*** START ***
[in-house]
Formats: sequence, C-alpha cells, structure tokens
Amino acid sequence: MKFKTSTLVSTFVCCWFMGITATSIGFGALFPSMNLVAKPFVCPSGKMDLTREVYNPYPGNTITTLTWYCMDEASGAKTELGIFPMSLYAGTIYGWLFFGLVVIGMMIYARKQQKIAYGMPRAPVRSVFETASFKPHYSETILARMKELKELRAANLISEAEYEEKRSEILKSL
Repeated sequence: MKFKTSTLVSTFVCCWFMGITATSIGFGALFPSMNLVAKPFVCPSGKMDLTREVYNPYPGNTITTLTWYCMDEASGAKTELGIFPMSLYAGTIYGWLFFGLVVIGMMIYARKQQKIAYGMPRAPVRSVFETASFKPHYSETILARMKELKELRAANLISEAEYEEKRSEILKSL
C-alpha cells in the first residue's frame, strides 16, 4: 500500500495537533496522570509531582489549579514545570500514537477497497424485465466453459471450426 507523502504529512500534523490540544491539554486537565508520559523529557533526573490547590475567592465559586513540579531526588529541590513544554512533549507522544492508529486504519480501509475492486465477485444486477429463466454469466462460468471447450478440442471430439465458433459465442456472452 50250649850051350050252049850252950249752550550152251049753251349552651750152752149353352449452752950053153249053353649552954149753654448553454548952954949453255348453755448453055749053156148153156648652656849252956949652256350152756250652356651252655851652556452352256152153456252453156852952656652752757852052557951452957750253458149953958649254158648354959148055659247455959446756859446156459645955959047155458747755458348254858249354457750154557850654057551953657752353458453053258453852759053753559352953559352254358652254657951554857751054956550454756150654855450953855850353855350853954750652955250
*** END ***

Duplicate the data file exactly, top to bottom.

[in-house]
Formats: sequence, C-alpha cells, structure tokens
Amino acid sequence: MKFKTSTLVSTFVCCWFMGITATSIGFGALFPSMNLVAKPFVCPSGKMDLTREVYNPYPGNTITTLTWYCMDEASGAKTELGIFPMSLYAGTIYGWLFFGLVVIGMMIYARKQQKIAYGMPRAPVRSVFETASFKPHYSETILARMKELKELRAANLISEAEYEEKRSEILKSL
Repeated sequence: MKFKTSTLVSTFVCCWFMGITATSIGFGALFPSMNLVAKPFVCPSGKMDLTREVYNPYPGNTITTLTWYCMDEASGAKTELGIFPMSLYAGTIYGWLFFGLVVIGMMIYARKQQKIAYGMPRAPVRSVFETASFKPHYSETILARMKELKELRAANLISEAEYEEKRSEILKSL
C-alpha cells in the first residue's frame, strides 16, 4: 500500500495537533496522570509531582489549579514545570500514537477497497424485465466453459471450426 507523502504529512500534523490540544491539554486537565508520559523529557533526573490547590475567592465559586513540579531526588529541590513544554512533549507522544492508529486504519480501509475492486465477485444486477429463466454469466462460468471447450478440442471430439465458433459465442456472452 50250649850051350050252049850252950249752550550152251049753251349552651750152752149353352449452752950053153249053353649552954149753654448553454548952954949453255348453755448453055749053156148153156648652656849252956949652256350152756250652356651252655851652556452352256152153456252453156852952656652752757852052557951452957750253458149953958649254158648354959148055659247455959446756859446156459645955959047155458747755458348254858249354457750154557850654057551953657752353458453053258453852759053753559352953559352254358652254657951554857751054956550454756150654855450953855850353855350853954750652955250